A lot has happened in since the last Republican primary debate. There were the tragic attacks in Paris and Beirut that solidified the international community, a historic climate accord, and a new wave of Hillary Clinton emails over which we could all salivate. Kardashian babies, GOP drop-outs, and the Democratic primary showdown have also dominated the news. And then, of course, there was this frustrating fact: Between the last Republican debate and this one, there have also been 25 mass shootings.
If that number seems high, it's because it is, especially considering that only 35 days have passed since the last GOP debate. (According to the crowdsourced Mass Shooting Tracker, a mass shooting is one in which there are at least four injuries or fatalities.) In total, some 49 people have been killed as a result of these shootings as well, according to the independent Shooting Tracker website, including the tragic Planned Parenthood shooting in Colorado Springs, Colorado, and the deadly attack in San Bernardino, California just two weeks ago, which left 14 people dead. That's a lot of bloodshed for an issue that the majority of the GOP candidates simply don't want to touch with a 10-foot pole.
"We don't stop the bad guys by giving way our guns," Ted Cruz said, repeating a favorite party line during a speech at the conservative think tank The Heritage Foundation on Thursday last week. "We stop the bad guys by using our guns."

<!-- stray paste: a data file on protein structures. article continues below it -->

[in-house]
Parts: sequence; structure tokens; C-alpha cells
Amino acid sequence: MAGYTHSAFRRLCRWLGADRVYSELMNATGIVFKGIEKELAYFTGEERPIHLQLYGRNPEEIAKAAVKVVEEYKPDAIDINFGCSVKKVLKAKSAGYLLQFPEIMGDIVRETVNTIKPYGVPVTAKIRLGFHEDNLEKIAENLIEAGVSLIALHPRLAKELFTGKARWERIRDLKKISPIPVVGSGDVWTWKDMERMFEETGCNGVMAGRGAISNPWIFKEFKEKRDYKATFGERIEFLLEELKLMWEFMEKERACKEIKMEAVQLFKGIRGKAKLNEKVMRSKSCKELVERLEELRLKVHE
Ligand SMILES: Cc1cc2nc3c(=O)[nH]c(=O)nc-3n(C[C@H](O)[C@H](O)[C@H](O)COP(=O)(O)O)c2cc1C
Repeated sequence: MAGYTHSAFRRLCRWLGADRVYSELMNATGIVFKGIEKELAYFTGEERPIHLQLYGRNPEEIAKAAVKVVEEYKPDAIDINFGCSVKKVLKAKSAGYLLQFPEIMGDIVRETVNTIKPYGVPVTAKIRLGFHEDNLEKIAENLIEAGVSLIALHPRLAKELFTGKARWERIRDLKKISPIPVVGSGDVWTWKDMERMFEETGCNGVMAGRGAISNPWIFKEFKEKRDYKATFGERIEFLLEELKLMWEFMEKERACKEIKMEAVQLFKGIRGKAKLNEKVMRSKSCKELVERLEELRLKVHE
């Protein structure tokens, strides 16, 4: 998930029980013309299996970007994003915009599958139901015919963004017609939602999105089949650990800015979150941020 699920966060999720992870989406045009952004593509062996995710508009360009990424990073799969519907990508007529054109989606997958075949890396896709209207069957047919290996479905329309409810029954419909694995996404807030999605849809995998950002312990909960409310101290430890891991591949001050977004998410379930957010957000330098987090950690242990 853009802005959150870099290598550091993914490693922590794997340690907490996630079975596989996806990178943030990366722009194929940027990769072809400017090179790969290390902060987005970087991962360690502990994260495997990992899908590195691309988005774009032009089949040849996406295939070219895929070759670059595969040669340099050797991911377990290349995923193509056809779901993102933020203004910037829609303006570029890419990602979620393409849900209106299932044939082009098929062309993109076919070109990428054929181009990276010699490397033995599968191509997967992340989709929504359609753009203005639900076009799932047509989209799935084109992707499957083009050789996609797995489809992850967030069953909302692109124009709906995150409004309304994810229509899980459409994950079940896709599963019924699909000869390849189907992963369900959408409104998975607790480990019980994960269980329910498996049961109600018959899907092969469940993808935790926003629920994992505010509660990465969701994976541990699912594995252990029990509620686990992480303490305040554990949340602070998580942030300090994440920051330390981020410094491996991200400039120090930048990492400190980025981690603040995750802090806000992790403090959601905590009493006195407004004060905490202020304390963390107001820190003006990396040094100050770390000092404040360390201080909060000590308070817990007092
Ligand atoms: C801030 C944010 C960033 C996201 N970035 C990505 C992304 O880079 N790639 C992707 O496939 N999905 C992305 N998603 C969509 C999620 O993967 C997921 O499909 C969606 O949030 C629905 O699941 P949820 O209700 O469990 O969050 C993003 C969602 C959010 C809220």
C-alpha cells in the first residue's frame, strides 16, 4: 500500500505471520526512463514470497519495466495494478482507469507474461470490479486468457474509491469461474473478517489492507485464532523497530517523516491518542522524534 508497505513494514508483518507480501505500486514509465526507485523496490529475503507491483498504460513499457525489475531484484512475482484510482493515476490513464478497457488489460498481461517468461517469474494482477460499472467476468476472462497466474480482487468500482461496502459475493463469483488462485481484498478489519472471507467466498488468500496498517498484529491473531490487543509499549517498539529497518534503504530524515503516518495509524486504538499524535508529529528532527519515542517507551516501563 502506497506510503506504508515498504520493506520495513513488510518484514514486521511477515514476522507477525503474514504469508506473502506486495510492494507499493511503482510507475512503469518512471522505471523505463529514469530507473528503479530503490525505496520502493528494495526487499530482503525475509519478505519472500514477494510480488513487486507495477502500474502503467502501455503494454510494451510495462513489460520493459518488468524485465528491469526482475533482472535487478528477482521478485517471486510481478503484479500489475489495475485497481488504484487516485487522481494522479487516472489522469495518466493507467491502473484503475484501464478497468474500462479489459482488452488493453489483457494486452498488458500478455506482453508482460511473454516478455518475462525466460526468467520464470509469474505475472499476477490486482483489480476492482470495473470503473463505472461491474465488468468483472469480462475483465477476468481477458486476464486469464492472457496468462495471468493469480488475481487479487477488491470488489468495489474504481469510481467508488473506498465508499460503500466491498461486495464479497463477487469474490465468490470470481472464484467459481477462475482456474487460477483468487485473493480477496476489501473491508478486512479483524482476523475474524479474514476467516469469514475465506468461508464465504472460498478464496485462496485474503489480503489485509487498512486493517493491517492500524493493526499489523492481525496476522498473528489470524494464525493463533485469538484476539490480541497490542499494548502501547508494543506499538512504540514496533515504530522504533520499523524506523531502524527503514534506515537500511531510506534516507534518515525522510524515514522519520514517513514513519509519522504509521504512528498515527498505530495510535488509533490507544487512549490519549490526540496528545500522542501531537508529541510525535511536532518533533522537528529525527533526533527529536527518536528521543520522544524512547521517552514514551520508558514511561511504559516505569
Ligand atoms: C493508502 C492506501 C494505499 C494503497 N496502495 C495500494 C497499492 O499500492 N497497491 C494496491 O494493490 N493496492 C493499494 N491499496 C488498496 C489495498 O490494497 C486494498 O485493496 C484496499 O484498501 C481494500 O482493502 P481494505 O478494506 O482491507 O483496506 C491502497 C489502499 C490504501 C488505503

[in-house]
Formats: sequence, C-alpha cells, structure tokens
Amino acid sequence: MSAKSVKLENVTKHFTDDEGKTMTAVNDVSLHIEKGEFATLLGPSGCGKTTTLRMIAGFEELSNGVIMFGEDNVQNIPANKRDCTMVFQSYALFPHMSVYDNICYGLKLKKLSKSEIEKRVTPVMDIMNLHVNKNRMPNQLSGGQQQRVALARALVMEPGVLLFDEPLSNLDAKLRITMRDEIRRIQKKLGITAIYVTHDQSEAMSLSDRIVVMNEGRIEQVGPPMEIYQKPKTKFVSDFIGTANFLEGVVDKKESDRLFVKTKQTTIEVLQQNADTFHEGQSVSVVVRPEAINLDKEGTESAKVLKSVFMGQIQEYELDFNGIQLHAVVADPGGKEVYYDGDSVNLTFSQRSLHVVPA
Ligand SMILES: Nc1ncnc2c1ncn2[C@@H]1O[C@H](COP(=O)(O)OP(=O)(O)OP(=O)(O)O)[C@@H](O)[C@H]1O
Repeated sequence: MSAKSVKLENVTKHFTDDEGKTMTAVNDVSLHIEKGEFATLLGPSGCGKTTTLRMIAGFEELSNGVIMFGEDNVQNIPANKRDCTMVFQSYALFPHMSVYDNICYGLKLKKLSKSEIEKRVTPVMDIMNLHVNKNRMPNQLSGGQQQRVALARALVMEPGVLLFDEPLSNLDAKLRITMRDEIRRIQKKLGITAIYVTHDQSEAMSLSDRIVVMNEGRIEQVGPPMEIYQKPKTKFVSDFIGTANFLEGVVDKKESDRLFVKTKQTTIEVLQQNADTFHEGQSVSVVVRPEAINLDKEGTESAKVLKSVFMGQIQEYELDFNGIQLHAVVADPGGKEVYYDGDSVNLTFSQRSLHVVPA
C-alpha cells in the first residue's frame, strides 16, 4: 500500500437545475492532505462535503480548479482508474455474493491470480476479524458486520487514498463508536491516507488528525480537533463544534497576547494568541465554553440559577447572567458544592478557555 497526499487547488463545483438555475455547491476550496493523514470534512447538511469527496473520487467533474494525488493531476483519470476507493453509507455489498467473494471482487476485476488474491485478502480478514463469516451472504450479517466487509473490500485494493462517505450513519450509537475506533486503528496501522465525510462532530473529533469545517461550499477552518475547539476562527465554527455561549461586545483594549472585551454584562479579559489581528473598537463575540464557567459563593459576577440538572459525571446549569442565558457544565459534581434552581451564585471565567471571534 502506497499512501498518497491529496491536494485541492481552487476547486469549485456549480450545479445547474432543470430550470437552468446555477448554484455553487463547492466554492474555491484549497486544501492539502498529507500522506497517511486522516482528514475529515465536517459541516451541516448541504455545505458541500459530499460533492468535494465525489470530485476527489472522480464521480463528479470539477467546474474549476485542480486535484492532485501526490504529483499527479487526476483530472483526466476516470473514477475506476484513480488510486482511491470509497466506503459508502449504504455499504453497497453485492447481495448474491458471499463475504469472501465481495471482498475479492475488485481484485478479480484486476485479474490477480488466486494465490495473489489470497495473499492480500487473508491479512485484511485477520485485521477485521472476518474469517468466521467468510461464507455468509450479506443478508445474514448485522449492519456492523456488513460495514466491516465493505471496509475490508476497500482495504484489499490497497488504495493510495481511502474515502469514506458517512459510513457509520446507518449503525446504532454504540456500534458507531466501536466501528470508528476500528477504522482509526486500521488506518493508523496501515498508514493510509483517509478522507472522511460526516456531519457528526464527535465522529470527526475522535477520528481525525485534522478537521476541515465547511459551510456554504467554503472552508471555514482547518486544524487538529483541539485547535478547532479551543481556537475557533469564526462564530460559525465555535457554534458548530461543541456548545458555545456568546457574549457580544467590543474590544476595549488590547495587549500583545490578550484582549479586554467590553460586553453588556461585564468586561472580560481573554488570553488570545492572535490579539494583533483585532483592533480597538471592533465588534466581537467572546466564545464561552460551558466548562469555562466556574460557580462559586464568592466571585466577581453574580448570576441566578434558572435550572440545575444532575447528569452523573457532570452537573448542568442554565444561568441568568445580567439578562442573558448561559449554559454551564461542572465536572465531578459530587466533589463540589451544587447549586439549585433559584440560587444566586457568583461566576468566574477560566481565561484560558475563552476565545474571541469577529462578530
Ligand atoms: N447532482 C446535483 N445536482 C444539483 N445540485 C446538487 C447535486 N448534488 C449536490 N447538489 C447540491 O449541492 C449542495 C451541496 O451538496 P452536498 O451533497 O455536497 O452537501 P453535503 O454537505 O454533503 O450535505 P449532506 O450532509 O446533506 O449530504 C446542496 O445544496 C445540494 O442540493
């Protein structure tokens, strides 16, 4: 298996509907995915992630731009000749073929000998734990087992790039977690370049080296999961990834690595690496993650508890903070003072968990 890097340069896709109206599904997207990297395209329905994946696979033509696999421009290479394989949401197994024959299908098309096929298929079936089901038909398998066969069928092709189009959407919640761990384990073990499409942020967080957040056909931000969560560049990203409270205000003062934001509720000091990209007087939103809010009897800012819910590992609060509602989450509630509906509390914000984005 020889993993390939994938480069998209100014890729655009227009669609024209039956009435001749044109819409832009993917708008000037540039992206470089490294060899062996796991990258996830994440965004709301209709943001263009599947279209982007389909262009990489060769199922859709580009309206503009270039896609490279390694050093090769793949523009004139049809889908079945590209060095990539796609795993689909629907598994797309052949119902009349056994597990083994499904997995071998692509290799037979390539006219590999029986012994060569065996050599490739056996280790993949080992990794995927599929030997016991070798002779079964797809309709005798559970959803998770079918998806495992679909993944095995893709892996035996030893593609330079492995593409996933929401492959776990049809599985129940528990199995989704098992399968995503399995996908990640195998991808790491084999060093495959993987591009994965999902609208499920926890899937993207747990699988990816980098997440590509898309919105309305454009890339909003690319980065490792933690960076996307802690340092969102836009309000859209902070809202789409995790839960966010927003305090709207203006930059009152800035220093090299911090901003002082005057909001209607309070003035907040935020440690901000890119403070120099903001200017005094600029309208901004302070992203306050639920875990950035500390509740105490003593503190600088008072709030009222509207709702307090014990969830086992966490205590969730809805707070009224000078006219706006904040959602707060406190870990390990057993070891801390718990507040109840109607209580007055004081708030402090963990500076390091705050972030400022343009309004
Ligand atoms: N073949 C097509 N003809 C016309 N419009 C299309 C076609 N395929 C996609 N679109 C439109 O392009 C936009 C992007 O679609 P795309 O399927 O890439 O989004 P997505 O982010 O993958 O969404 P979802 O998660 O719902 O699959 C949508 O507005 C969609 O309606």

Cruz isn't alone in his sentiments. At previous GOP primary debates, the Texas senator's rival candidates have all tried to throw their hats into the ring on the Second Amendment issue.
"I do think the natural impulse on the left — Hillary Clinton, immediately after one of these horrific [shootings] took place, immediately said we need to have federal gun laws," said former Florida Gov. Jeb Bush at the second Republican debate in September. "President Obama almost reflexively always says the same thing, and the net result is, you're going to take away rights of of law-abiding citizens, the 99.999 percent of the people that are law-abiding citizens."
In a similar vein, at the third GOP debate this past October, frontrunner Donald Trump derided gun-free zones as a magnet for potential disaster. "I think gun-free zones are a catastrophe," Trump stated. "They're a feeding frenzy for sick people." He added that he himself had a permit for and carried a gun "sometimes a lot," which he claimed was "unusual" for New York residents.
Whatever the case, the GOP seems to be running the conversation in their favor, with very little in the way of critical dialogue — a fact with which few members of the public seem to be happy, despite what conservatives would have supporters believe. "While Republicans in Congress resist the most basic steps to curb gun access by violent offenders, the public is much more reasonable," Pulitzer Prize-winning journalist Nicholas Kristof wrote in a column for The New York Times on Dec. 3. "Even among gun owners, 85 percent approve of universal background checks, according to a poll this year [and] ... an overwhelming share of gun owners support cracking down on firearms dealers who are careless or lose track of guns. ... Not every shooting is preventable, but we're not even trying."
If Republicans want to continue the trend of bashing gun control advocates and ignoring stark statistics that should otherwise be cause for concern, that's their prerogative. But facts are stubborn things, and it won't be long before the number of bodies begin to stack so high that the GOP will be forced to take notice. Hopefully they'll change their tune before it ever reaches that point.